NGINX Unit
v. 1.25.0

Spring Boot§

To run apps based on the Spring Boot frameworks using Unit:

  1. Install Unit with a Java language module.

  2. Create your Spring Boot project; we’ll use the quickstart example, creating it at https://start.spring.io:

    Spring Initializr - Project Setup Screen

    Note

    Choose the same Java version that your Unit language module has.

    Download and extract the project files where you need them:

    $ unzip demo.zip -d /path/to/app/
    

    This creates a directory named /path/to/app/demo/ for you to add your app code to; in our example, it’s a single file called /path/to/app/demo/src/main/java/com/example/demo/DemoApplication.java:

    package com.example.demo;
    
    import org.springframework.boot.SpringApplication;
    import org.springframework.boot.autoconfigure.SpringBootApplication;
    import org.springframework.web.bind.annotation.GetMapping;
    import org.springframework.web.bind.annotation.RequestParam;
    import org.springframework.web.bind.annotation.RestController;
    
    @SpringBootApplication
    @RestController
    public class DemoApplication {
    
      public static void main(String[] args) {
        SpringApplication.run(DemoApplication.class, args);
      }
    
      @GetMapping("/hello")
      public String hello(@RequestParam(value = "name", defaultValue = "World") String name) {
        return String.format("Hello, %s!", name);
      }
    }
    

    Finally, assemble a .war file.

    If you chose Gradle as the build tool:

    $ cd /path/to/app/demo/
    $ ./gradlew bootWar
    

    If you chose Maven:

    $ cd /path/to/app/demo/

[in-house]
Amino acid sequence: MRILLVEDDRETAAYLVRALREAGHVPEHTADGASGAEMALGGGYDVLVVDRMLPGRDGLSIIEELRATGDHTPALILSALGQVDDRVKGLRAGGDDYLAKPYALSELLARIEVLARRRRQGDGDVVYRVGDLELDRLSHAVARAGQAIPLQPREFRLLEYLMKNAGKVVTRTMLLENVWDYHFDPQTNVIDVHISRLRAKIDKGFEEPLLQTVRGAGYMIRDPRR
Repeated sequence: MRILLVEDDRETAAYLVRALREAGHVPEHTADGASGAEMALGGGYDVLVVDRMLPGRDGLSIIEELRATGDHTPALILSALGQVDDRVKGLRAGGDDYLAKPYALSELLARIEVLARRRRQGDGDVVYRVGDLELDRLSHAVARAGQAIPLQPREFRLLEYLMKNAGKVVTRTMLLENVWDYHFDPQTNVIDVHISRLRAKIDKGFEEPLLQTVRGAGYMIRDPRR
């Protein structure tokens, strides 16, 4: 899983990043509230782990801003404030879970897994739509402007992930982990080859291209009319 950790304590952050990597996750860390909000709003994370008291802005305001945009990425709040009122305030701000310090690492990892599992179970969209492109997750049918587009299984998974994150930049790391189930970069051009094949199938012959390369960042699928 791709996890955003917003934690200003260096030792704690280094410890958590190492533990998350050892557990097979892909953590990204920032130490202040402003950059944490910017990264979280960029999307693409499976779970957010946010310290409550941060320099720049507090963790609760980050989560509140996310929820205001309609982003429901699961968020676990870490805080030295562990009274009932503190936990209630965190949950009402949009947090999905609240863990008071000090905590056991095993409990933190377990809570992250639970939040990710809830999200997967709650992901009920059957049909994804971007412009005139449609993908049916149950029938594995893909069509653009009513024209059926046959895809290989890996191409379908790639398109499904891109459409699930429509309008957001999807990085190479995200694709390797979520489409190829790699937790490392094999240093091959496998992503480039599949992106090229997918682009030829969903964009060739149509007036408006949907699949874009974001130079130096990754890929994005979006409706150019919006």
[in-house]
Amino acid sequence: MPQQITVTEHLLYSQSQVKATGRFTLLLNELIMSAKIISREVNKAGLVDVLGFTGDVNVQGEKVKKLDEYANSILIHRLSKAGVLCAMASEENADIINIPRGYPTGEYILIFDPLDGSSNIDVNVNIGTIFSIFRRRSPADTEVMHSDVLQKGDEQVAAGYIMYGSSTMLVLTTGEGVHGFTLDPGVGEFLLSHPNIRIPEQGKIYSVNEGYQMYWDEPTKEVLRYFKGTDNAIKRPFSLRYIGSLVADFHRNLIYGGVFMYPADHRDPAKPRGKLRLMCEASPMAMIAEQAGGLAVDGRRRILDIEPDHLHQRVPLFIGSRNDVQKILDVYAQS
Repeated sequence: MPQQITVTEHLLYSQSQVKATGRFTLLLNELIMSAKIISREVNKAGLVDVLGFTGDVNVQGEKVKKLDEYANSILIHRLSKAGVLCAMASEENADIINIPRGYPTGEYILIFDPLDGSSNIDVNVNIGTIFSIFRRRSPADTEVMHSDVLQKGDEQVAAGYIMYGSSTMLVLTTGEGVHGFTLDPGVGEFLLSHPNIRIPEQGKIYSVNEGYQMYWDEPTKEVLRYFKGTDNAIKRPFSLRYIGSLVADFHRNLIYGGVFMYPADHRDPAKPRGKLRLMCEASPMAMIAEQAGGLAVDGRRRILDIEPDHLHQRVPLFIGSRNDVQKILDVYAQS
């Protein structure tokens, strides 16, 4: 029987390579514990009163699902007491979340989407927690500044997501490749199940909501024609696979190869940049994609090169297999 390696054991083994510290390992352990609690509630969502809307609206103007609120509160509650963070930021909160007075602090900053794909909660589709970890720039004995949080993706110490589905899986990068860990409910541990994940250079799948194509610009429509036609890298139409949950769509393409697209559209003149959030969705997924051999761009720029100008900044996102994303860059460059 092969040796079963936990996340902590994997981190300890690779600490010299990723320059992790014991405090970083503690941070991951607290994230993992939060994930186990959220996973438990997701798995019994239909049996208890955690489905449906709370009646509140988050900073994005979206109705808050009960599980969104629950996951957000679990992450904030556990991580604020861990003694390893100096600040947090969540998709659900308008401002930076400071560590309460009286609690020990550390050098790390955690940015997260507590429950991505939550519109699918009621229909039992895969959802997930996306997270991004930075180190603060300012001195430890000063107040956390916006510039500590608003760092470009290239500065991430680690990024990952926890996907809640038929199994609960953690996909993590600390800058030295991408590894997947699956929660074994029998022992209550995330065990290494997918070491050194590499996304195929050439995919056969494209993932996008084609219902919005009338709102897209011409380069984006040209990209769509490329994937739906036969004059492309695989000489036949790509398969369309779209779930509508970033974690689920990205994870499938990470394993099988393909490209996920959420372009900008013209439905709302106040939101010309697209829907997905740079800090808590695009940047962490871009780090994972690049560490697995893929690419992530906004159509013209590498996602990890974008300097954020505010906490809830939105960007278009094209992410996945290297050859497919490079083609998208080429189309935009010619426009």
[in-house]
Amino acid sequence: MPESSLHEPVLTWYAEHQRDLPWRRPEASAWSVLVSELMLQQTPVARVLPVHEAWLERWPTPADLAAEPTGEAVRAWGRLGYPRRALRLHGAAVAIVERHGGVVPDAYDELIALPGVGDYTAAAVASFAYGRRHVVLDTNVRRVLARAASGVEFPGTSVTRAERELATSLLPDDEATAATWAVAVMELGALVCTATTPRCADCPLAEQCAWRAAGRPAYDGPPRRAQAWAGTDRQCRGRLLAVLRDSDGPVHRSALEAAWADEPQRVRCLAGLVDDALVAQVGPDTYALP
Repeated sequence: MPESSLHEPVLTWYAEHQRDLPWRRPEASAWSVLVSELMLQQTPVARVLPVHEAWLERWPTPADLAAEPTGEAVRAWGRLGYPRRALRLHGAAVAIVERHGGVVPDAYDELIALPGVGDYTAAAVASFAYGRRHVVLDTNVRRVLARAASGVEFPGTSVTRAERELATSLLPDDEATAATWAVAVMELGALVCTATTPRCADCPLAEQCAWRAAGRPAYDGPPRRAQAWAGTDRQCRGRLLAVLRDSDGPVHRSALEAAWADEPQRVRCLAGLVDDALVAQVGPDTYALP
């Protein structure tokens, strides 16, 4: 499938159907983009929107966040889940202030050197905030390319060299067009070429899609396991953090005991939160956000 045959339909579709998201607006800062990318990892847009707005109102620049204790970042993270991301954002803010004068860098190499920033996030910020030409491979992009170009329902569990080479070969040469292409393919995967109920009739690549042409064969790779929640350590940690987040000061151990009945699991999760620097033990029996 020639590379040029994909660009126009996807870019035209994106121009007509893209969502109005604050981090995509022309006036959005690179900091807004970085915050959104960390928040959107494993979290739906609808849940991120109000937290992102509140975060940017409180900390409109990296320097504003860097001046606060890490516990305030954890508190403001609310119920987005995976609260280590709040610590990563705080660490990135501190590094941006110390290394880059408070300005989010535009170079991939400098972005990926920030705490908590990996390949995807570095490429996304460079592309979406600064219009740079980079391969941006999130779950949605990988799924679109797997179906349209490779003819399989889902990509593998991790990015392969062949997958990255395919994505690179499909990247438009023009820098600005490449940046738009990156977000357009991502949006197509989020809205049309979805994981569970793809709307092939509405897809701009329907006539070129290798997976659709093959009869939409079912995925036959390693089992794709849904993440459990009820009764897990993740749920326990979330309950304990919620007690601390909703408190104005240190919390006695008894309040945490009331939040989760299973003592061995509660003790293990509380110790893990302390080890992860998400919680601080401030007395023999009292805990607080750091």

$ ./mvnw package
    

    Note

    By default, Gradle puts the .war file in the build/libs/ subdirectory, while Maven uses target/; note your path for later use in Unit configuration.

  3. Run the following command so Unit can access the application directory:

    # chown -R unit:unit /path/to/app/
    

    Note

    The unit:unit user-group pair is available only with official packages, Docker images, and some third-party repos. Otherwise, account names may differ; run the ps aux | grep unitd command to be sure.

    For further details, including permissions, see the security checklist.

  4. Next, put together the Spring Boot configuration (use a real value for working_directory):

    {
        "listeners": {
            "*:80": {
                "pass": "applications/bootdemo"
            }
        },
    
        "applications": {
            "bootdemo": {
                "type": "java",
                "webapp": "gradle-or-maven-build-dir/demo.war",
                "working_directory": "/path/to/app/demo/"
            }
        }
    }
    
  5. Upload the updated configuration. Assuming the JSON above was added to config.json:

    # curl -X PUT --data-binary @config.json --unix-socket \
           /path/to/control.unit.sock http://localhost/config/
    

    Note

    The control socket path may vary; run unitd -h or see Startup and Shutdown for details.

    After a successful update, your app should be available on the listener’s IP address and port:

    $ curl http://localhost/hello?name=Unit
    
          Hello, Unit!